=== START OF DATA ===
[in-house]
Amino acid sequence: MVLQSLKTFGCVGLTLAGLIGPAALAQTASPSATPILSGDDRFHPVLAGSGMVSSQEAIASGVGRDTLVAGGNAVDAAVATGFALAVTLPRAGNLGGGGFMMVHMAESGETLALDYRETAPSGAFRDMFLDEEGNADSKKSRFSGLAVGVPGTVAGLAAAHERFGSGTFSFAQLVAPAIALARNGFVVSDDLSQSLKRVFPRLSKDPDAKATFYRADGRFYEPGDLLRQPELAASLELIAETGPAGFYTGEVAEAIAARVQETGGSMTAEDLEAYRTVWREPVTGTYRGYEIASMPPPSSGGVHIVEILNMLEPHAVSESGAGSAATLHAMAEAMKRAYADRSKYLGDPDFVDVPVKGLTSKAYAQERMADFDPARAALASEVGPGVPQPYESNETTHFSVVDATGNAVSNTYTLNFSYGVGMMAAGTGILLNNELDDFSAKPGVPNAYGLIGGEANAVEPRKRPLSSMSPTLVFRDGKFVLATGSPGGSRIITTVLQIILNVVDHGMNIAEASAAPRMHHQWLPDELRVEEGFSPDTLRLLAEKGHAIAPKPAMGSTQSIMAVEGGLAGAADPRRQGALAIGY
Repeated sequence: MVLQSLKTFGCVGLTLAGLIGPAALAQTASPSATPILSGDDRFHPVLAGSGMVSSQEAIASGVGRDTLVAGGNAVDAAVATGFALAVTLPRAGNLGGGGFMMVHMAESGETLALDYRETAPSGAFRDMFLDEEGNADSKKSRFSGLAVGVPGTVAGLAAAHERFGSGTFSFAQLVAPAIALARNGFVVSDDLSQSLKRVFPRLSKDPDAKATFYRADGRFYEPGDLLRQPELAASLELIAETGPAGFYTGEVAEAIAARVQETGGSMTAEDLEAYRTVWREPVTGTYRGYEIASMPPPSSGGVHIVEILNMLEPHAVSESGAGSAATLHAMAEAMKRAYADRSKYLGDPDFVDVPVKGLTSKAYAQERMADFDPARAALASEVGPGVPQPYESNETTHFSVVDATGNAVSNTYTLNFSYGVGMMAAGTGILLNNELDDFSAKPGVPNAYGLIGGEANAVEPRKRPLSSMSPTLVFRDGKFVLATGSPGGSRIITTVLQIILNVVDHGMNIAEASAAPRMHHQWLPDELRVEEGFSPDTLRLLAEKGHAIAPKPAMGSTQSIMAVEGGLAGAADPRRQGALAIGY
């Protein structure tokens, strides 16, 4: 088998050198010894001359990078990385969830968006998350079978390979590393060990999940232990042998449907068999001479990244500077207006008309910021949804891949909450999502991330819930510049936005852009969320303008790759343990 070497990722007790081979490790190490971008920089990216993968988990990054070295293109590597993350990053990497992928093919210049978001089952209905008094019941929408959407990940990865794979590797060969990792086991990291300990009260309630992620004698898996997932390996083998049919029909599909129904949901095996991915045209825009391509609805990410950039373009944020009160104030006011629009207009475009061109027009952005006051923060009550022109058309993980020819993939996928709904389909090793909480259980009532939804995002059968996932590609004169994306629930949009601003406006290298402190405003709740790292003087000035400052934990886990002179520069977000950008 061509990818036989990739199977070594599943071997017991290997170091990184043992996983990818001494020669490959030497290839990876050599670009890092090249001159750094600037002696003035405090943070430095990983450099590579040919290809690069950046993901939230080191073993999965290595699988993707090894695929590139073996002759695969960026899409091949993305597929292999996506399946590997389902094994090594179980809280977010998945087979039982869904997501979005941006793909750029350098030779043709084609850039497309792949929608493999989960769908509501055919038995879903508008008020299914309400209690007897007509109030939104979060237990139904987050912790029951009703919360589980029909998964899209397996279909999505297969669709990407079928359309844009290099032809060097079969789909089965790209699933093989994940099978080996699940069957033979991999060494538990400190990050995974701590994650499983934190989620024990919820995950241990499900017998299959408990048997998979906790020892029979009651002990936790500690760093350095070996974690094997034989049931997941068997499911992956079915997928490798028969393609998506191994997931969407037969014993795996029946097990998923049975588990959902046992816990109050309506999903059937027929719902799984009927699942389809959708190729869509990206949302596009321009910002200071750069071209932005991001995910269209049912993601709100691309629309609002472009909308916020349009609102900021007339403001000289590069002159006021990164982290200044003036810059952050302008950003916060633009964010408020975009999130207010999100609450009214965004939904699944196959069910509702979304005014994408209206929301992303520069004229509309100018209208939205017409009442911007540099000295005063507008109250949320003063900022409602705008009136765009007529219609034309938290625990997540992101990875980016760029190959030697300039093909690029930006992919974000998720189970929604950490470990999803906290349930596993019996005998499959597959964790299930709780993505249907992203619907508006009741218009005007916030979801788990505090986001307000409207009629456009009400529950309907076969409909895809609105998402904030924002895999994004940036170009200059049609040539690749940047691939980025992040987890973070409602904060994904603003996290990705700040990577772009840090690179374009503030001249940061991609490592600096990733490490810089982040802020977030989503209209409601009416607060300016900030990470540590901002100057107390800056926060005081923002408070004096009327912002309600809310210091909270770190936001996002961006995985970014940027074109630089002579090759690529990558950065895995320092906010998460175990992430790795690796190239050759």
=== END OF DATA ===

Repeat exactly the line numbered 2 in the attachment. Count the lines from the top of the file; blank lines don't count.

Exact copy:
Amino acid sequence: MVLQSLKTFGCVGLTLAGLIGPAALAQTASPSATPILSGDDRFHPVLAGSGMVSSQEAIASGVGRDTLVAGGNAVDAAVATGFALAVTLPRAGNLGGGGFMMVHMAESGETLALDYRETAPSGAFRDMFLDEEGNADSKKSRFSGLAVGVPGTVAGLAAAHERFGSGTFSFAQLVAPAIALARNGFVVSDDLSQSLKRVFPRLSKDPDAKATFYRADGRFYEPGDLLRQPELAASLELIAETGPAGFYTGEVAEAIAARVQETGGSMTAEDLEAYRTVWREPVTGTYRGYEIASMPPPSSGGVHIVEILNMLEPHAVSESGAGSAATLHAMAEAMKRAYADRSKYLGDPDFVDVPVKGLTSKAYAQERMADFDPARAALASEVGPGVPQPYESNETTHFSVVDATGNAVSNTYTLNFSYGVGMMAAGTGILLNNELDDFSAKPGVPNAYGLIGGEANAVEPRKRPLSSMSPTLVFRDGKFVLATGSPGGSRIITTVLQIILNVVDHGMNIAEASAAPRMHHQWLPDELRVEEGFSPDTLRLLAEKGHAIAPKPAMGSTQSIMAVEGGLAGAADPRRQGALAIGY